Lebanon resumes defense talks on Hezbollah's military wing
The most powerful politicians in Lebanon resumed discussions on national defense, with questions of how to rein in Shiite political party Hezbollah's powerful military wing on the table.
Lebanon’s top politicians have resumed a series of round-table discussions to devise a national defense strategy, at the heart of which is finding a compromise over the militant Shiite Hezbollah’s powerful military wing.Skip to next paragraph
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Although Lebanon is enjoying a taste of political stability and a buoyant economy after several years of internal violence and a war with Israel in 2006, the rival political factions of this tiny Mediterranean country are still divided over Hezbollah’s continued armed status.
The dispute is underlined by persistent fears here that another devastating war is brewing between Hezbollah and Israel, possibly as an outcome of intensifying efforts to forge an international consensus to curb Iran’s nuclear ambitions. Given the rising tensions and recent strengthening of an Iran-led alliance in the Mideast, a war between Hezbollah and Israel could expand to become a regional conflagration involving Iran and Syria, both of which support the Lebanese Shiite party.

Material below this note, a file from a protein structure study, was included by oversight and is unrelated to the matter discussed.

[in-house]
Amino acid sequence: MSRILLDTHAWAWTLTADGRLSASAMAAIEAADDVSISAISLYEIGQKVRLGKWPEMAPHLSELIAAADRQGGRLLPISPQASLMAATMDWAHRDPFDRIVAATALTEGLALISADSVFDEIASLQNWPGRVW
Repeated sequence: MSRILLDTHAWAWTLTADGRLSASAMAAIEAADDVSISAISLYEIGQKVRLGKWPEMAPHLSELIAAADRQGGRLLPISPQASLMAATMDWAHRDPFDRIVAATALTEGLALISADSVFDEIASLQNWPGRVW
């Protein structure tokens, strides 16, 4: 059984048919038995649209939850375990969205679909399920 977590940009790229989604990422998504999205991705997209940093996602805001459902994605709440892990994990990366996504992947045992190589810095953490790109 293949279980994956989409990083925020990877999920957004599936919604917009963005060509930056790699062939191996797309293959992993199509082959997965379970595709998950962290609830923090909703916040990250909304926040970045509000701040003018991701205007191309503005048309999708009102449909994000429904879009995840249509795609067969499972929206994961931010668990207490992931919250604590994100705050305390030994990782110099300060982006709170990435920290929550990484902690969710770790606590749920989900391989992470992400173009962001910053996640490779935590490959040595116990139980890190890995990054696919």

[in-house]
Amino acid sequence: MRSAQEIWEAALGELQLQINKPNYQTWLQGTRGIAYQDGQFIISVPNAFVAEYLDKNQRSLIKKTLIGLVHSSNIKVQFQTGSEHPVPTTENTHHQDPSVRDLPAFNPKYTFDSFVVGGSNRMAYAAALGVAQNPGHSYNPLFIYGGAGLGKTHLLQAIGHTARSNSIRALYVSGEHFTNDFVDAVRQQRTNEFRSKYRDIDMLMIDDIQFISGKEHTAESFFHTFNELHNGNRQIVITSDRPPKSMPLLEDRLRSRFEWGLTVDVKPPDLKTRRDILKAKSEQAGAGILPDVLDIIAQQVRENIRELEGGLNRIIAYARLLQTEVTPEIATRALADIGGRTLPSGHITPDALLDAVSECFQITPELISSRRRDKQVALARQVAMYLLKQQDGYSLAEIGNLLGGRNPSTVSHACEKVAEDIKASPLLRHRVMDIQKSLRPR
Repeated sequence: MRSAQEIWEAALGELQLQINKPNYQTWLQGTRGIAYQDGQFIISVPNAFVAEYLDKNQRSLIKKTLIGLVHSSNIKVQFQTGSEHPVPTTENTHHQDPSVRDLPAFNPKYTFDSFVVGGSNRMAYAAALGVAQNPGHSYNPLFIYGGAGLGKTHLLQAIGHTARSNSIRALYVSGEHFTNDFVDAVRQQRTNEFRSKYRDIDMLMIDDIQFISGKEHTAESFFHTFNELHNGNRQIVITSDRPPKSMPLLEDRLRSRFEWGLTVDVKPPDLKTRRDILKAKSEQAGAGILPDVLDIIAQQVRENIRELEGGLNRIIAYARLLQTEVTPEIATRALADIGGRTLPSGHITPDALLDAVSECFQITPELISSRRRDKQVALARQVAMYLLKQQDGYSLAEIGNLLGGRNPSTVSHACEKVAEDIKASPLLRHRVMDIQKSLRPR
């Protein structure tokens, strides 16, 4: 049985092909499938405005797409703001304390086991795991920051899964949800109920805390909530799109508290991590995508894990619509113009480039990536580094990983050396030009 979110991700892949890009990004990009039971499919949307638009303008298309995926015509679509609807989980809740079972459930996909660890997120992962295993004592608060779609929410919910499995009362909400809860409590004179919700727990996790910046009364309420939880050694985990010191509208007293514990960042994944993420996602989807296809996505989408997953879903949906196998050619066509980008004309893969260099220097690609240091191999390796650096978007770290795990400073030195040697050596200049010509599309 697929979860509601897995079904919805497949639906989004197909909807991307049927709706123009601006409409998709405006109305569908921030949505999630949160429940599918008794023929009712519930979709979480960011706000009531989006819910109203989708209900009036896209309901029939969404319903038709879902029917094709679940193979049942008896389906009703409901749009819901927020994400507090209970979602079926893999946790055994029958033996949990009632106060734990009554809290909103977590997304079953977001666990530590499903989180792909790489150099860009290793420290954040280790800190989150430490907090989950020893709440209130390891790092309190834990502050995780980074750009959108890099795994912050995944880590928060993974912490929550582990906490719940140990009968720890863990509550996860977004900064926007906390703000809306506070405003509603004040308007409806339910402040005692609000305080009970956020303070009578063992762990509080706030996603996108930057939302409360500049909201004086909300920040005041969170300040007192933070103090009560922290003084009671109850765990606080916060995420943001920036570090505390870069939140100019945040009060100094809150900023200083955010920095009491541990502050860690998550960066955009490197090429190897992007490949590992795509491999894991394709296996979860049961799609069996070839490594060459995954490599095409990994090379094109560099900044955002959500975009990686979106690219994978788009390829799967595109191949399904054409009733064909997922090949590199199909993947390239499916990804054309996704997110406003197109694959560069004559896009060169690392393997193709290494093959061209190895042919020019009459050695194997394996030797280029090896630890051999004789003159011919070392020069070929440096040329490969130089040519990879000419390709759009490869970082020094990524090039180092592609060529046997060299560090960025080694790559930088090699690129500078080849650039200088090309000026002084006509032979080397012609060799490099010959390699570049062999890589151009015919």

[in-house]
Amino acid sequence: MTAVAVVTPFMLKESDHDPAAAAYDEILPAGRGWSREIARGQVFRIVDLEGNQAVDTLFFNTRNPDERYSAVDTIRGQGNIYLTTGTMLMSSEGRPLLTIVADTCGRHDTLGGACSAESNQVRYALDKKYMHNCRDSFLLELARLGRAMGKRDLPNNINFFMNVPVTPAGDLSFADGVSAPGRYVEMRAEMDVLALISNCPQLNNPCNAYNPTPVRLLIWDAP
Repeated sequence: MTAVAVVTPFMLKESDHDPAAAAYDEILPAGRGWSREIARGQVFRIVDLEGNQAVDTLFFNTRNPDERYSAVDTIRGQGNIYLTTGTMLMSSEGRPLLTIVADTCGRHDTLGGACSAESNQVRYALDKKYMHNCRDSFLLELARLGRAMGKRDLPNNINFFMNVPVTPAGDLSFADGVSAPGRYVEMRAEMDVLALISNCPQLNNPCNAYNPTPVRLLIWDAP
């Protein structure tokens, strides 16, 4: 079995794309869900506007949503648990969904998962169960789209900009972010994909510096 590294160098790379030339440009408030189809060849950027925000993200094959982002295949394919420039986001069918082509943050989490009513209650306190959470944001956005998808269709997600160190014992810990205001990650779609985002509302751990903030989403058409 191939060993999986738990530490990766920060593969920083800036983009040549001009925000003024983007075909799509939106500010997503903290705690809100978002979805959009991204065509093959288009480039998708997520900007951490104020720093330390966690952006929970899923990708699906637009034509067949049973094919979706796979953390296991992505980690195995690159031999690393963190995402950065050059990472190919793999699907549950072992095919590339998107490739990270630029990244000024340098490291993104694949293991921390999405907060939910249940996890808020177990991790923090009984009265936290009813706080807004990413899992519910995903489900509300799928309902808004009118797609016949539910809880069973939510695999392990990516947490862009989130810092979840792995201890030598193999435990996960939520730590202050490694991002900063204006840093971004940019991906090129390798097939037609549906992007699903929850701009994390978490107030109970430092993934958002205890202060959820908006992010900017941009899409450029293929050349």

“We have managed to put ourselves on the frontline of the main critical issue that will dominate the international agenda for the next three or four years,” says Paul Salem, director of the Carnegie Endowment’s Middle East Center in Beirut.
In this strained regional atmosphere the national dialogue session, grouping Lebanon’s top 18 political leaders, met Tuesday under the auspices of President Michel Suleiman for the first time since before the parliamentary elections last June.
But the meeting only lasted two hours and mainly affirmed what was previously agreed at earlier sessions. A final statement said that a military committee formed during an earlier session in December 2008 would continue to examine proposals “in an effort to find common ground among the different parties and eventually reach a unified national defense strategy”.
Will Hezbollah disarm?
Skeptics of the national dialogue process – and there are many in Lebanon – say that the debate over crafting a policy of national defense is simply a smokescreen to avoid having to deal with the intractable problem of Hezbollah’s weapons. But, analysts say, in a country of myriad political persuasions where compromise usually is key to maintaining stability, the national dialogue does serve a purpose.
“It does seem a bit farcical,” says Elias Muhanna, a political analyst and author of the influential Lebanese affairs blog Qifa Nabki, in an email exchange. “On the one hand, it’s easy to deride it as little more than a glorified back-room for deal-making. On the other hand, given the problems of political representation within the Lebanese system, the talks give everyone something to take home to their constituents.”
Hezbollah’s critics “get to show that they are putting pressure on Hezbollah while the latter demonstrates that it is open to a process of nationalizing its [military wing],” Mr. Muhanna added.